A lawyer must act responsibly and ethically in his or her client's interests. Any person (whether a client or not), who is dissatisfied with the conduct of a lawyer may complain to the Legal Profession Conduct Commission (LPCC). The Commissioner must investigate a complaint unless:
- the complaint is vexatious, misconceived, frivolous or lacking in substance;
- the complainant has not responded, or has responded inadequately, to request for further information;
- the subject-matter of the complaint has been or is already being investigated, whether by the Commissioner or another authority;
- the subject-matter of the complaint would be better investigated or dealt with by police or another investigatory or law enforcement body;
- the subject-matter of the complaint is the subject of civil proceedings, except so far as it is a disciplinary matter;
- the complaint is not one that the Commissioner has power to deal with;
- the Commissioner is satisfied that it is otherwise in the public interest to close the complaint.
The Commissioner has the power to instigate an investigation an own initiative investigation) even if he has not received a complaint.
If a lawyer fails in his or her responsibilities or ethical obligations his or her conduct may constitute unsatisfactory professional conduct or professional misconduct. These terms are defined in sections 68 and 69 of the Legal Practitioner’s Act 1981 (SA) as follows:
‘unsatisfactory professional conduct’ includes conduct of a legal practitioner occurring in connection with the practice of law that falls short of the standard of competence and diligence that a member of the public is entitled to expect of reasonably competent legal practitioners.
‘professional misconduct’ includes:
(a) unsatisfactory professional conduct of a legal practitioner, where the conduct involves a substantial or consistent failure to reach or maintain a reasonable standard of competence and diligence; and
(b) conduct of a legal practitioner whether occurring in connection with the practice of law or occurring otherwise than in connection with the practice of law that would, if established, justify a finding that the practitioner is not a fit and proper person to practice the profession of the law.
Unsatisfactory professional conduct is misconduct of a lesser kind than professional misconduct. The difference between the two will often be unclear and only capable of definition once the circumstances of the conduct have been fully investigated.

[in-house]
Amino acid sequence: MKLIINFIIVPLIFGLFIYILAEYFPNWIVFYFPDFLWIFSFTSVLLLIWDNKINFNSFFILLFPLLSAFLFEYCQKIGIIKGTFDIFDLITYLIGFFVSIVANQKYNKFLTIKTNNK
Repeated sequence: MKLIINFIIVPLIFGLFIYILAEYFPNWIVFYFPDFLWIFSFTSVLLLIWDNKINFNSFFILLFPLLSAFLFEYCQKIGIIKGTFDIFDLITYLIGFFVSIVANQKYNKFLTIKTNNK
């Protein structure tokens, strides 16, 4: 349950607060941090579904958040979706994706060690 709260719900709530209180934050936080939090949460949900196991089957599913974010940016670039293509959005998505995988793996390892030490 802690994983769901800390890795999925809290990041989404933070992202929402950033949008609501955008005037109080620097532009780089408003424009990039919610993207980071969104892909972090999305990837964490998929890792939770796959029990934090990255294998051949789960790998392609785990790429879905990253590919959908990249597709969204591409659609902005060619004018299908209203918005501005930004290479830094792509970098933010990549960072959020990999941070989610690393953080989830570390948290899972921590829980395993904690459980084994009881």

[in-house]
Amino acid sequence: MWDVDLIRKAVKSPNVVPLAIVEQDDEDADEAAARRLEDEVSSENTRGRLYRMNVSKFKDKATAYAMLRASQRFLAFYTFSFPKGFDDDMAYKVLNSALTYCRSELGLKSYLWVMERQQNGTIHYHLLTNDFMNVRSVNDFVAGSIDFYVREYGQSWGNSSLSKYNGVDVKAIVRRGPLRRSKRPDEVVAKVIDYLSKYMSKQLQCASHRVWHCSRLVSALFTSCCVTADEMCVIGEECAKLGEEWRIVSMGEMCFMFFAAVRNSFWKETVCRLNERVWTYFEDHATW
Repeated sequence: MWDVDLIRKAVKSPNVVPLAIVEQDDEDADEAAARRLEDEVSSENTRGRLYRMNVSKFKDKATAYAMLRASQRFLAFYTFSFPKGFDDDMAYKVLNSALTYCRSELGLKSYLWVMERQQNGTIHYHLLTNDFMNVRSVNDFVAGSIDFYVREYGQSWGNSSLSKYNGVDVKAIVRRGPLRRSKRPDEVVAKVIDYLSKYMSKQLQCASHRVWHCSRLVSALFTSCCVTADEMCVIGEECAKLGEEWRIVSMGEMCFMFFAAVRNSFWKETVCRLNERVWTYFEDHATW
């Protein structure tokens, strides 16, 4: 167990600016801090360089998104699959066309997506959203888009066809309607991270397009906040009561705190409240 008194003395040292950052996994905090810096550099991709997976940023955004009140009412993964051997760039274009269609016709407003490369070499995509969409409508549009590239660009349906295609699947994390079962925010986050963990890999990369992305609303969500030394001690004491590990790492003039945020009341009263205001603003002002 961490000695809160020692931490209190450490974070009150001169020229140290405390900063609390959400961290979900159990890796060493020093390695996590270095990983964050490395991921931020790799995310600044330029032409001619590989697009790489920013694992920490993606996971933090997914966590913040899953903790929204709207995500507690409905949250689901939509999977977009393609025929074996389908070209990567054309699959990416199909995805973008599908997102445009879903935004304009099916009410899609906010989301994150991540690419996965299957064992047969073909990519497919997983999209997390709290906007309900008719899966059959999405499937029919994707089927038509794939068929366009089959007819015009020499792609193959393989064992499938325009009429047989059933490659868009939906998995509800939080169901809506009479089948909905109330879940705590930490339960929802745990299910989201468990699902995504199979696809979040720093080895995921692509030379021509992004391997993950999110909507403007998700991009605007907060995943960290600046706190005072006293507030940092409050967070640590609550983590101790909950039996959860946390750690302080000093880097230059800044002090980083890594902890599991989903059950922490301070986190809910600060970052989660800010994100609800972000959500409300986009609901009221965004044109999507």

Section 70 of the Legal Practitioner’s Act 1981 (SA) lists a number of types of conduct that is capable of constituting unsatisfactory professional conduct or professional misconduct. It includes, but is not limited to:
- conduct consisting of a contravention of the Act, regulations or the legal profession rules;
- charging excessive legal costs;
- convictions for serious offences, tax offences, or offences involving dishonesty;
- becoming an insolvent under administration or becoming disqualified from managing or being involved in the management of any;
- failing to comply with an order of the Legal Practitioners’ Disciplinary Tribunal;
- failing to comply with a compensation order made under the Legal Practitioners Act 1981 (SA);
- failing to comply with the terms of a professional mentoring agreement.
The types of behaviour by a lawyer that the LPCC can investigate may amount to unsatisfactory professional conduct or professional misconduct and include but are not limited to:
- persistent delay in answering a client's letters, emails or telephone calls
- not accounting for a client’s money held or disbursed on the client's behalf
- not keeping certain information confidential
- acting in the same matter for both the client and other people whose interests conflict with the client's interests
- acting against a former client
- misleading the client, the court, or another lawyer
- behaving inappropriately towards the client, a third party or another lawyer
- unreasonable delay in completing work on a client's behalf.
The LPCC does not have the power to:
- give legal advice; or